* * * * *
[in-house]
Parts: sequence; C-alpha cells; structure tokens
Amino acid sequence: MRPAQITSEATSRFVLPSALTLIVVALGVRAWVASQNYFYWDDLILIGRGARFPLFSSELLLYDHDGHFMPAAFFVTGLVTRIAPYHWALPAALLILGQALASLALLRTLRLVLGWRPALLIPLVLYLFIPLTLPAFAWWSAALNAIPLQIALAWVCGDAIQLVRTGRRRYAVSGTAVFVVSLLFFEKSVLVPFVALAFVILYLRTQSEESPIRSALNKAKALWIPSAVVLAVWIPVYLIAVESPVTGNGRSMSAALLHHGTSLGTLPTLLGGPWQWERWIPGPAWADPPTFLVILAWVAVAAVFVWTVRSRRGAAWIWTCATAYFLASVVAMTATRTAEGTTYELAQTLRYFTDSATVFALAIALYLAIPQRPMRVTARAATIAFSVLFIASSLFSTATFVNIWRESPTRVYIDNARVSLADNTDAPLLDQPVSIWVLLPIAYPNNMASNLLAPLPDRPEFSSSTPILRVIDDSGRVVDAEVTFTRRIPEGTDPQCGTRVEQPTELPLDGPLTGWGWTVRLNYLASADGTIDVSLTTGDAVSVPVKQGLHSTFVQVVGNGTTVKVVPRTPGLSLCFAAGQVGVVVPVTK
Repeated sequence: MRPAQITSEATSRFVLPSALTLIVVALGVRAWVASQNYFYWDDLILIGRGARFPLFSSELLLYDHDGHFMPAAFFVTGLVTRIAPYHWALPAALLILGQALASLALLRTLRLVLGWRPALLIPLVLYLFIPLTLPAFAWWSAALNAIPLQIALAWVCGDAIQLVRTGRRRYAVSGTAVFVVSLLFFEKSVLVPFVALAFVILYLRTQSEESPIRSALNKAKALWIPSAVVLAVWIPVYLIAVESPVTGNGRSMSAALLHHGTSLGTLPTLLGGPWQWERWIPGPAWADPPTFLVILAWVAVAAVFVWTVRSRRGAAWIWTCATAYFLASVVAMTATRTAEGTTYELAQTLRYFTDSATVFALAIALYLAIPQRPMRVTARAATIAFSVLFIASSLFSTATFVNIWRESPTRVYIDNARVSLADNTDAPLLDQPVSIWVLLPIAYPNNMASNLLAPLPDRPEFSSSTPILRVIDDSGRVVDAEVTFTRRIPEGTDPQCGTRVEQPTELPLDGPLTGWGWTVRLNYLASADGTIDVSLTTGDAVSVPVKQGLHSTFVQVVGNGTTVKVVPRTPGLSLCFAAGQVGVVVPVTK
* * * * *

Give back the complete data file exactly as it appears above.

[in-house]
Parts: sequence; C-alpha cells; structure tokens
Amino acid sequence: MRPAQITSEATSRFVLPSALTLIVVALGVRAWVASQNYFYWDDLILIGRGARFPLFSSELLLYDHDGHFMPAAFFVTGLVTRIAPYHWALPAALLILGQALASLALLRTLRLVLGWRPALLIPLVLYLFIPLTLPAFAWWSAALNAIPLQIALAWVCGDAIQLVRTGRRRYAVSGTAVFVVSLLFFEKSVLVPFVALAFVILYLRTQSEESPIRSALNKAKALWIPSAVVLAVWIPVYLIAVESPVTGNGRSMSAALLHHGTSLGTLPTLLGGPWQWERWIPGPAWADPPTFLVILAWVAVAAVFVWTVRSRRGAAWIWTCATAYFLASVVAMTATRTAEGTTYELAQTLRYFTDSATVFALAIALYLAIPQRPMRVTARAATIAFSVLFIASSLFSTATFVNIWRESPTRVYIDNARVSLADNTDAPLLDQPVSIWVLLPIAYPNNMASNLLAPLPDRPEFSSSTPILRVIDDSGRVVDAEVTFTRRIPEGTDPQCGTRVEQPTELPLDGPLTGWGWTVRLNYLASADGTIDVSLTTGDAVSVPVKQGLHSTFVQVVGNGTTVKVVPRTPGLSLCFAAGQVGVVVPVTK
Repeated sequence: MRPAQITSEATSRFVLPSALTLIVVALGVRAWVASQNYFYWDDLILIGRGARFPLFSSELLLYDHDGHFMPAAFFVTGLVTRIAPYHWALPAALLILGQALASLALLRTLRLVLGWRPALLIPLVLYLFIPLTLPAFAWWSAALNAIPLQIALAWVCGDAIQLVRTGRRRYAVSGTAVFVVSLLFFEKSVLVPFVALAFVILYLRTQSEESPIRSALNKAKALWIPSAVVLAVWIPVYLIAVESPVTGNGRSMSAALLHHGTSLGTLPTLLGGPWQWERWIPGPAWADPPTFLVILAWVAVAAVFVWTVRSRRGAAWIWTCATAYFLASVVAMTATRTAEGTTYELAQTLRYFTDSATVFALAIALYLAIPQRPMRVTARAATIAFSVLFIASSLFSTATFVNIWRESPTRVYIDNARVSLADNTDAPLLDQPVSIWVLLPIAYPNNMASNLLAPLPDRPEFSSSTPILRVIDDSGRVVDAEVTFTRRIPEGTDPQCGTRVEQPTELPLDGPLTGWGWTVRLNYLASADGTIDVSLTTGDAVSVPVKQGLHSTFVQVVGNGTTVKVVPRTPGLSLCFAAGQVGVVVPVTK